There is a pious story I recall from childhood about St. Augustine walking along a beach one day pondering and reflecting on the Trinity. He finds a young child digging a hole in the sand. Repeatedly, the child takes a few steps to the ocean, fills a small pail with water, and dumps the water into the hole. When asked by St. Augustine what he is doing, the child casually explains that he is putting the ocean into the hole. St. Augustine laughs and tells the child he could never do such a thing in a million years. The child tells St. Augustine that neither could he ever understand the Trinity on which he is reflecting.
Yes, we cannot understand the doctrine of the Trinity. We can reflect on it and we can pray about it; we can find meaning in it for our own faith. But there is no way to explain it. On this feast of Pentecost we celebrate one aspect of our Trinitarian life - the coming of the Holy Spirit, the Third Person of the Trinity. Pentecost means 50. We are 50 days from Easter and our celebration of the second Person of the Trinity. We refer to today as the birthday of the Church. It is the end of the Easter season and tomorrow begins Ordinary Time. These are liturgical terms that signify change in the way we worship during this season. Pentecost is the culmination of the work of Jesus on earth. Just as he ended his time on earth by ascending to the Father, so now he Jesus sends the Holy Spirit who he promised would guide the Apostles in their ministry of preaching the good news about Himself.
We continue to receive this gift of the Holy Spirit specifically through the sacrament of Confirmation. Bishop Robert Barron identifies three ways in which this sacrament strengthens Christians: the Spirit strengthens us in our relationship to Jesus; the Spirit strengthens us in our capacity to defend the faith; the Spirit strengthens us in our capacity to spread the faith.
Yet if we associate this Spirit only with the sacrament of Confirmation, then we have missed much that is vital in our lives of faith. The Spirit is alive among us to guide us in our daily lives of faith, in the decisions we make, in the way we live.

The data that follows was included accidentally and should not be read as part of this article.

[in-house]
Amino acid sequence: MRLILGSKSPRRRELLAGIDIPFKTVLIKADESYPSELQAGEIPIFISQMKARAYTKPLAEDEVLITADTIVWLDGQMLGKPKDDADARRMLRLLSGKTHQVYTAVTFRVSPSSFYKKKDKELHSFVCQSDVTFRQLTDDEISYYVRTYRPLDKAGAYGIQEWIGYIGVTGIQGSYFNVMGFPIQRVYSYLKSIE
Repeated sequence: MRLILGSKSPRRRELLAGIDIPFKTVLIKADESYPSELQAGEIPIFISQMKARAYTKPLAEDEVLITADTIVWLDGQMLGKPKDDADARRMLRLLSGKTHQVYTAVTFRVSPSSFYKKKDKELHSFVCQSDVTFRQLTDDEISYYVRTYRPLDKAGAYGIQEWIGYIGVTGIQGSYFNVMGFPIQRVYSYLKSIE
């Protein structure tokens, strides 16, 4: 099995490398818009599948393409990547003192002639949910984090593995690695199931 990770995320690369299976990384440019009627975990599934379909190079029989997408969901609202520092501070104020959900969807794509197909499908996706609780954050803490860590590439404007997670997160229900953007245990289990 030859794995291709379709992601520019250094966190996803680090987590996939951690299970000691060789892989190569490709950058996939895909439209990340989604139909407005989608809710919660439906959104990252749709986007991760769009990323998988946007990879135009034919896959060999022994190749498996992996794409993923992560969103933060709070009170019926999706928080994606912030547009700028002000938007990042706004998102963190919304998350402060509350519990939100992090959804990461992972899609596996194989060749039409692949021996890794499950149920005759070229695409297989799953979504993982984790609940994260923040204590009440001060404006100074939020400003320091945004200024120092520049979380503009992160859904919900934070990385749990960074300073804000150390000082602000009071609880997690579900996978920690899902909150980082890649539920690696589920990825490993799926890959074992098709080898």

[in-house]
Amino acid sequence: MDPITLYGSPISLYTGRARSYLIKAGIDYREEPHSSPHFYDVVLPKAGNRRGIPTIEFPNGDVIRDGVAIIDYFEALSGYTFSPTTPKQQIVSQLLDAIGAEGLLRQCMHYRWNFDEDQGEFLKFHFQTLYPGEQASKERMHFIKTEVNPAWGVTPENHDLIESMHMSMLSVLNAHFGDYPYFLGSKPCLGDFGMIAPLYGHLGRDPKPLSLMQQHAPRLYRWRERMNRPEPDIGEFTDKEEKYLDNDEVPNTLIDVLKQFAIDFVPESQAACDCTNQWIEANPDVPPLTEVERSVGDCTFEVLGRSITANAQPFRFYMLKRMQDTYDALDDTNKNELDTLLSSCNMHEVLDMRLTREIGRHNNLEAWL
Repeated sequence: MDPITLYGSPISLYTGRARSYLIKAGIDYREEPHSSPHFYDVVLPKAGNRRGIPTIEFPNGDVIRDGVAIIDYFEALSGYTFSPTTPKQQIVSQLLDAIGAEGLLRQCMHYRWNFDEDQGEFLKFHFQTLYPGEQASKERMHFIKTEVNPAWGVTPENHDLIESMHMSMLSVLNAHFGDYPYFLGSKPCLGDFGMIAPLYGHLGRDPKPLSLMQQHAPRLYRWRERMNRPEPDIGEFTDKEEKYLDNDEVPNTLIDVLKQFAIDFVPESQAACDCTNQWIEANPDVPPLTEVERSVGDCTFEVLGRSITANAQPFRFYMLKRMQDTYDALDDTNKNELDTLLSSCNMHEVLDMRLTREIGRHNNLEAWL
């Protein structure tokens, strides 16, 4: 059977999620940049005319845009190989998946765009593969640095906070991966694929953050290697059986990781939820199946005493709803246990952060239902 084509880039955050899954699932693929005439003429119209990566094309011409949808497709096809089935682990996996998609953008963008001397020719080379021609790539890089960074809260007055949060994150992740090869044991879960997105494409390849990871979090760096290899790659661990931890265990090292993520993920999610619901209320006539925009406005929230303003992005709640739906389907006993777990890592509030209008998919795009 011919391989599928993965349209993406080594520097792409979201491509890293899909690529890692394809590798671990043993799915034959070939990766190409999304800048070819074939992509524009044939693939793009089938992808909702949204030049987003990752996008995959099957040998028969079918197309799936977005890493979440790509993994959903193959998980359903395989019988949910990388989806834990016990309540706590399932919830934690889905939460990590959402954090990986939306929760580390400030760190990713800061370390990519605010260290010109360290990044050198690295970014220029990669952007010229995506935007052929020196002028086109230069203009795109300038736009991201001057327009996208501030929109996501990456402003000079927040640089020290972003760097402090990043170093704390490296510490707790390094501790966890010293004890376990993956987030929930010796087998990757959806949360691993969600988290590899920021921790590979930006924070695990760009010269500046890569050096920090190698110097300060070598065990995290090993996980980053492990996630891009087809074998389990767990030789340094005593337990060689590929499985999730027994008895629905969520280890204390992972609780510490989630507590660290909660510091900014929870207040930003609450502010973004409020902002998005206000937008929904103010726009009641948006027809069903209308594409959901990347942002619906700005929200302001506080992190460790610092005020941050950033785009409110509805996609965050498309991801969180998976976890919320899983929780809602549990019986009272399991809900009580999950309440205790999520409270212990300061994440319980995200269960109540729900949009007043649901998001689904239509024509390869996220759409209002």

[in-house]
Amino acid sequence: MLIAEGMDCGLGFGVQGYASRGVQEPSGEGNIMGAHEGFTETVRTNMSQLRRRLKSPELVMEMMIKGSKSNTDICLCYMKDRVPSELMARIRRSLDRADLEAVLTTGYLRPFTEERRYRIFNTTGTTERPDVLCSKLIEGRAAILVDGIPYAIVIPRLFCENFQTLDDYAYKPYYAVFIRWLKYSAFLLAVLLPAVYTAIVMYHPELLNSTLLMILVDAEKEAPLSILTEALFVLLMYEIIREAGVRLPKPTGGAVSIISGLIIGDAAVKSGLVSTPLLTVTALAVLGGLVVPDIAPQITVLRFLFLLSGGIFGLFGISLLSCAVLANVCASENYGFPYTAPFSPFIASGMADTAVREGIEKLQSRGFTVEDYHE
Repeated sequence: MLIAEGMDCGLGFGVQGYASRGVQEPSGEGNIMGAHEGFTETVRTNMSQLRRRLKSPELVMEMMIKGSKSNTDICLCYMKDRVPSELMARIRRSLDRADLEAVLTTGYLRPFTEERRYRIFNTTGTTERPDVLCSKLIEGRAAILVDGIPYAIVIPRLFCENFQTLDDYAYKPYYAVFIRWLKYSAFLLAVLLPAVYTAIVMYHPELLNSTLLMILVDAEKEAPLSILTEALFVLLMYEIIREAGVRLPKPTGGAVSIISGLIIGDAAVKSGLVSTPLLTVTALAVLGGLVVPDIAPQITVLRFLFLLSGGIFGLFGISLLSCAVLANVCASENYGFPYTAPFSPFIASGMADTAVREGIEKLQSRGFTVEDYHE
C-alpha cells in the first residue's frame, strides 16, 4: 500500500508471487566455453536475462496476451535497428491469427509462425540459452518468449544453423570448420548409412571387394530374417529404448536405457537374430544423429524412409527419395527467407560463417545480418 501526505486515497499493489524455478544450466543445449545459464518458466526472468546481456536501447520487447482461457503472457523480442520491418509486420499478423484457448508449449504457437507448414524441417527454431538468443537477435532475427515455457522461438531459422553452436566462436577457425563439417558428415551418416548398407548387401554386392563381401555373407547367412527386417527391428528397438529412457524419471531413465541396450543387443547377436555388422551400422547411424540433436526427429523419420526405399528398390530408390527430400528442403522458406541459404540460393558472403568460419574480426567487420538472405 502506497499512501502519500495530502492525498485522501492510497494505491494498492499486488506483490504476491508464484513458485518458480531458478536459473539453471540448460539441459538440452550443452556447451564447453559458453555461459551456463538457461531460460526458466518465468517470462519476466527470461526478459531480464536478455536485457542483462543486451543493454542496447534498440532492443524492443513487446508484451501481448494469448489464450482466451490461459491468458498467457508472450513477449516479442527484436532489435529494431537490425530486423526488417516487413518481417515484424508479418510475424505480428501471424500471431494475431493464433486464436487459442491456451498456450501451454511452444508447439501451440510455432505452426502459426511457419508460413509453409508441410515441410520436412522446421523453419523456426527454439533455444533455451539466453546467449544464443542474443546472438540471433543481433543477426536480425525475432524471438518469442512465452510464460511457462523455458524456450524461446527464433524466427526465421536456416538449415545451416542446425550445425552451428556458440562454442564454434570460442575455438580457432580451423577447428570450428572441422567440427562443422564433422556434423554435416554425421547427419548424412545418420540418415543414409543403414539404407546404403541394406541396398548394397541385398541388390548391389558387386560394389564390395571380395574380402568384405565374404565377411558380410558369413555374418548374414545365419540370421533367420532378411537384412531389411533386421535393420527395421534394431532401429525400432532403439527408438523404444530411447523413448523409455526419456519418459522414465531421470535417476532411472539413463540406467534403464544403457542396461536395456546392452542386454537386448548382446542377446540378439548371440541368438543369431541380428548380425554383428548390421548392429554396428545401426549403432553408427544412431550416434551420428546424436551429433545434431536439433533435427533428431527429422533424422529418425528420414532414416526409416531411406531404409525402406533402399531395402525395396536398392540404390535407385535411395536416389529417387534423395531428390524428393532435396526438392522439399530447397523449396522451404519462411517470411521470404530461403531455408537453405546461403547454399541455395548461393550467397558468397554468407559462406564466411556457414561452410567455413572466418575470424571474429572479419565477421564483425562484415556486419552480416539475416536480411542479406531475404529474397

St. Cyril of Jerusalem, one of the Church Fathers, tells us that for the first believers it seemed that as long as Christ was with them they “possessed every blessing in him.” But “when the time came for him to ascend to his heavenly Father, it was necessary for him to be united through his Spirit to those who worshiped him, and to dwell in our hearts through faith.” St. Cyril continues, “Only by his own presence within us in this way could he give us confidence to cry out, Abba, Father, make it easy for us to grow in holiness and, through our possession of the all-powerful Spirit, fortify us invincibly against the wiles of the devil and the assaults of men.”
The Spirit is the active life of the Trinity within us that transforms us. We even hear of the work of the Spirit in the Old Testament. The prophet Samuel, for example, said “The Spirit of the Lord will take possession of you, and you shall be changed into another man.” St. Paul wrote, “As we behold the glory of the Lord with unveiled faces, that glory, which comes from the Lord who is the Spirit, transforms us all into his own likeness, from one degree of glory to another.”
What happened to the Apostles after the Ascension of Jesus? They hid away in that Upper Room spending time worthily in prayer and reflection, it is true. But they were afraid to go out of that room and face what is in the world. Is that not how we often carry our own Christianity? In its extreme, we are sometimes tempted to fill the moat around our castles, pull up the drawbridge, and withdraw from all that is taking place in our world because we fear being destroyed by it. We are often afraid to confront and face the world which is hostile to us and we try to remain closed up in our own upper rooms. Pope Francis calls us to be missionaries. Once the Apostles received the Spirit, they went forth to preach and to teach. They were strengthened in their relationship to Jesus by that gift of the Spirit. They were strengthened in their capacity to defend the faith. They were strengthened in their capacity to spread the faith. In St. Cyril’s words, the strength the Apostles “received from the Spirit enabled them to hold firmly to the love of Christ, facing the violence of their persecutors unafraid.”
In a word, the Apostles overcame the fear they had because the world seemed to be going to hell in a hand basket. The world was a frightful place. And it can still be so. But it is all too easy for us as Christians to forget that God is running this show. He is the one in charge. It is human for us to be afraid of our own attempts to confront and change the world. Thomas Merton called this the spirituality of evasion. In 1963 Merton referred to this ‘spirituality’ as a “cult of other worldliness that refuses to take account of the inescapable implication of all men in the problems and responsibilities of the nuclear age.” This spirituality of evasion is not a spirituality at all. It is the extreme of what was happening to the Apostles after having been cooped up in the upper room for a while. They were afraid to go out and face their critics, their enemies, their accusers. But then the Spirit descended on them. And that changed everything. It changed the world.
It is no less true today. Jesus had to go to his Father so the Spirit could come to us and strengthen us to continue Jesus’ work through this Spirit. It is what each and every Christian is called t be. We are all witnesses of the truth of the life of Jesus. We cannot help but live a life of witness to his truth and to preach in his name if so called. Some of those who heard the Apostles on Pentecost thought them drunk. So be it! Whatever names we may be called, we are not free not to live as witnesses to the Gospel. We must speak the name of Jesus!